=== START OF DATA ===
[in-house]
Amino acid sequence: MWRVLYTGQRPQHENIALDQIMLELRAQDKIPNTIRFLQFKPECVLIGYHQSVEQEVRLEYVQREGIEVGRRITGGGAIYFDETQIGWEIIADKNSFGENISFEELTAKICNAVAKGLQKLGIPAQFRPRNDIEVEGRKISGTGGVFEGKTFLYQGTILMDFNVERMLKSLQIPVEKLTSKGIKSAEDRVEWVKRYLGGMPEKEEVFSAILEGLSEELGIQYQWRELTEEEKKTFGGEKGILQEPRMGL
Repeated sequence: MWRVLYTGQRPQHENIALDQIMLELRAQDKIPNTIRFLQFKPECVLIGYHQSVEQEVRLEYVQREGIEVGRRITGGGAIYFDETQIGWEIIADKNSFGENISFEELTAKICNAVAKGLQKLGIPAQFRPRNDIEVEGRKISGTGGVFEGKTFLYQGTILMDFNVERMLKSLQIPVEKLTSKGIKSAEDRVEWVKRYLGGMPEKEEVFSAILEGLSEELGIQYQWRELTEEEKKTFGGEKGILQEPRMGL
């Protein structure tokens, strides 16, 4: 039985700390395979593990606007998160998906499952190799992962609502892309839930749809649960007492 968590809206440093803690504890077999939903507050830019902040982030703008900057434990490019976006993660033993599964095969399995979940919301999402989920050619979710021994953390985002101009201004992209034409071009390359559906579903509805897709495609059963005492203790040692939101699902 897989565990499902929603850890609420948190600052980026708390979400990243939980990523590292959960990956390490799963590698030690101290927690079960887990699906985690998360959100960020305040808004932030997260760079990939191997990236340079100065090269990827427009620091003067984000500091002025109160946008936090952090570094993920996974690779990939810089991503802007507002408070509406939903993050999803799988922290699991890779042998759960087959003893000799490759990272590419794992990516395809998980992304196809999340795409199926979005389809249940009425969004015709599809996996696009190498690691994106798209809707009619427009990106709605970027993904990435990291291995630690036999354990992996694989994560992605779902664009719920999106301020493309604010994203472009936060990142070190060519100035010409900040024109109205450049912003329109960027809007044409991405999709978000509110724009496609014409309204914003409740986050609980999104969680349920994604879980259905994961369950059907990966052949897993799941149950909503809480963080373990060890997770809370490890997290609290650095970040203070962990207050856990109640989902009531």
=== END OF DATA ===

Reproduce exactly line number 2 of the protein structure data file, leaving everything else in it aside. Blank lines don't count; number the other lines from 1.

Amino acid sequence: MWRVLYTGQRPQHENIALDQIMLELRAQDKIPNTIRFLQFKPECVLIGYHQSVEQEVRLEYVQREGIEVGRRITGGGAIYFDETQIGWEIIADKNSFGENISFEELTAKICNAVAKGLQKLGIPAQFRPRNDIEVEGRKISGTGGVFEGKTFLYQGTILMDFNVERMLKSLQIPVEKLTSKGIKSAEDRVEWVKRYLGGMPEKEEVFSAILEGLSEELGIQYQWRELTEEEKKTFGGEKGILQEPRMGL